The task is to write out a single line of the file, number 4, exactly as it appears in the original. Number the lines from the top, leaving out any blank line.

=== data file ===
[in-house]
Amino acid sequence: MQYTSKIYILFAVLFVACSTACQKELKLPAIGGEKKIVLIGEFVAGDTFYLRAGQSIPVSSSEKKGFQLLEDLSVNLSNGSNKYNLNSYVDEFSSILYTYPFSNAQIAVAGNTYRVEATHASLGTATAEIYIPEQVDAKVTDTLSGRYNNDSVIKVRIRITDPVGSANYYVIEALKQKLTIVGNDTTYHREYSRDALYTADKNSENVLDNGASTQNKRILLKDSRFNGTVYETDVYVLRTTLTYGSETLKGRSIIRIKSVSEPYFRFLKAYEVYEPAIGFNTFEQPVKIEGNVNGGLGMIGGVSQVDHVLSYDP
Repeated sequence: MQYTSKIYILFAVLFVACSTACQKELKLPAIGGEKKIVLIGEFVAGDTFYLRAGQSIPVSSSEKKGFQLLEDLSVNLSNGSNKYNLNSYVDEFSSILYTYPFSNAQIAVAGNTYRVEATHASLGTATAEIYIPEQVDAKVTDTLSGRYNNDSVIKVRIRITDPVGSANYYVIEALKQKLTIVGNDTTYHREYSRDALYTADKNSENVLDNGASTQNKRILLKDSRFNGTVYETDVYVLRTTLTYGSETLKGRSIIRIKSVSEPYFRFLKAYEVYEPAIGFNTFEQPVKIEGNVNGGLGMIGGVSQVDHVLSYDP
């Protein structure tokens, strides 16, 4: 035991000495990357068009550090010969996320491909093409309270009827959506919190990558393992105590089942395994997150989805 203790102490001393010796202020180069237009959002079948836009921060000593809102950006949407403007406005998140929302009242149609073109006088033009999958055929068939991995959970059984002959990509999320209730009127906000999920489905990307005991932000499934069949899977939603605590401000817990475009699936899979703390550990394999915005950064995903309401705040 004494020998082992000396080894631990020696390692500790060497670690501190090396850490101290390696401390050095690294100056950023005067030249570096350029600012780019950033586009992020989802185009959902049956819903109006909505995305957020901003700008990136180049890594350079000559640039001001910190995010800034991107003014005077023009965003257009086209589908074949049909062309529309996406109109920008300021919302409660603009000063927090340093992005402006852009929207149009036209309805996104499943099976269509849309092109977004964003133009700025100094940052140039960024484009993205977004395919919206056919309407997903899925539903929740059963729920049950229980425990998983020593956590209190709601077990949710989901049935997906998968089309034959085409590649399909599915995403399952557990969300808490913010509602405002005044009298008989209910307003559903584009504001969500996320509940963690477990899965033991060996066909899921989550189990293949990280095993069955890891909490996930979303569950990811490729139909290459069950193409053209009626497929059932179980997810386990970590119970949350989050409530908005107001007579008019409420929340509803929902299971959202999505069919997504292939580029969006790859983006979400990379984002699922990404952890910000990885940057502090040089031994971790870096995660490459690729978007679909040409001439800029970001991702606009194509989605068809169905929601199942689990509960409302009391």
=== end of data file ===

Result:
């Protein structure tokens, strides 16, 4: 035991000495990357068009550090010969996320491909093409309270009827959506919190990558393992105590089942395994997150989805 203790102490001393010796202020180069237009959002079948836009921060000593809102950006949407403007406005998140929302009242149609073109006088033009999958055929068939991995959970059984002959990509999320209730009127906000999920489905990307005991932000499934069949899977939603605590401000817990475009699936899979703390550990394999915005950064995903309401705040 004494020998082992000396080894631990020696390692500790060497670690501190090396850490101290390696401390050095690294100056950023005067030249570096350029600012780019950033586009992020989802185009959902049956819903109006909505995305957020901003700008990136180049890594350079000559640039001001910190995010800034991107003014005077023009965003257009086209589908074949049909062309529309996406109109920008300021919302409660603009000063927090340093992005402006852009929207149009036209309805996104499943099976269509849309092109977004964003133009700025100094940052140039960024484009993205977004395919919206056919309407997903899925539903929740059963729920049950229980425990998983020593956590209190709601077990949710989901049935997906998968089309034959085409590649399909599915995403399952557990969300808490913010509602405002005044009298008989209910307003559903584009504001969500996320509940963690477990899965033991060996066909899921989550189990293949990280095993069955890891909490996930979303569950990811490729139909290459069950193409053209009626497929059932179980997810386990970590119970949350989050409530908005107001007579008019409420929340509803929902299971959202999505069919997504292939580029969006790859983006979400990379984002699922990404952890910000990885940057502090040089031994971790870096995660490459690729978007679909040409001439800029970001991702606009194509989605068809169905929601199942689990509960409302009391």